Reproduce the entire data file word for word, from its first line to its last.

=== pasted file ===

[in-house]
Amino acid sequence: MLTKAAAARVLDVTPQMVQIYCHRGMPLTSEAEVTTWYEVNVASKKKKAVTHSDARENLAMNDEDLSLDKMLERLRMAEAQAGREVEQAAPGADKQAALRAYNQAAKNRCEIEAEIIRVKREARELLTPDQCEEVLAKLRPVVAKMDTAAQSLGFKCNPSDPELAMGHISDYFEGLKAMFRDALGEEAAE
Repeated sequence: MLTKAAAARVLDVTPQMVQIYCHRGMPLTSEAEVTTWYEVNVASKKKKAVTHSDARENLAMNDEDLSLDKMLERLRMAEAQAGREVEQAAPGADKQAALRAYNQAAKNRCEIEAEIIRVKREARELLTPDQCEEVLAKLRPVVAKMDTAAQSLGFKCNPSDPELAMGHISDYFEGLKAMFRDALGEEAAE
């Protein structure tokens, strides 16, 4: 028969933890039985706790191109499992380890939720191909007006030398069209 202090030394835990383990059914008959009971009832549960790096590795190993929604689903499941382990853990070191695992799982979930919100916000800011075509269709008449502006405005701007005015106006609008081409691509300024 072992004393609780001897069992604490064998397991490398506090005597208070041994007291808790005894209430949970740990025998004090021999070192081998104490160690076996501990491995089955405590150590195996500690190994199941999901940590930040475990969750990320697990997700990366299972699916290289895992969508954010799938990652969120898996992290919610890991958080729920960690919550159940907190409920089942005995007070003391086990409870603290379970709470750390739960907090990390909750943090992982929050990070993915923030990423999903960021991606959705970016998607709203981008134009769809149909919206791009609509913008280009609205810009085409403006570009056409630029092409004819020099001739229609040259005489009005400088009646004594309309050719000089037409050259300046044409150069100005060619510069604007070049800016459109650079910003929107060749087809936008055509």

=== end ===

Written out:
[in-house]
Amino acid sequence: MLTKAAAARVLDVTPQMVQIYCHRGMPLTSEAEVTTWYEVNVASKKKKAVTHSDARENLAMNDEDLSLDKMLERLRMAEAQAGREVEQAAPGADKQAALRAYNQAAKNRCEIEAEIIRVKREARELLTPDQCEEVLAKLRPVVAKMDTAAQSLGFKCNPSDPELAMGHISDYFEGLKAMFRDALGEEAAE
Repeated sequence: MLTKAAAARVLDVTPQMVQIYCHRGMPLTSEAEVTTWYEVNVASKKKKAVTHSDARENLAMNDEDLSLDKMLERLRMAEAQAGREVEQAAPGADKQAALRAYNQAAKNRCEIEAEIIRVKREARELLTPDQCEEVLAKLRPVVAKMDTAAQSLGFKCNPSDPELAMGHISDYFEGLKAMFRDALGEEAAE
């Protein structure tokens, strides 16, 4: 028969933890039985706790191109499992380890939720191909007006030398069209 202090030394835990383990059914008959009971009832549960790096590795190993929604689903499941382990853990070191695992799982979930919100916000800011075509269709008449502006405005701007005015106006609008081409691509300024 072992004393609780001897069992604490064998397991490398506090005597208070041994007291808790005894209430949970740990025998004090021999070192081998104490160690076996501990491995089955405590150590195996500690190994199941999901940590930040475990969750990320697990997700990366299972699916290289895992969508954010799938990652969120898996992290919610890991958080729920960690919550159940907190409920089942005995007070003391086990409870603290379970709470750390739960907090990390909750943090992982929050990070993915923030990423999903960021991606959705970016998607709203981008134009769809149909919206791009609509913008280009609205810009085409403006570009056409630029092409004819020099001739229609040259005489009005400088009646004594309309050719000089037409050259300046044409150069100005060619510069604007070049800016459109650079910003929107060749087809936008055509």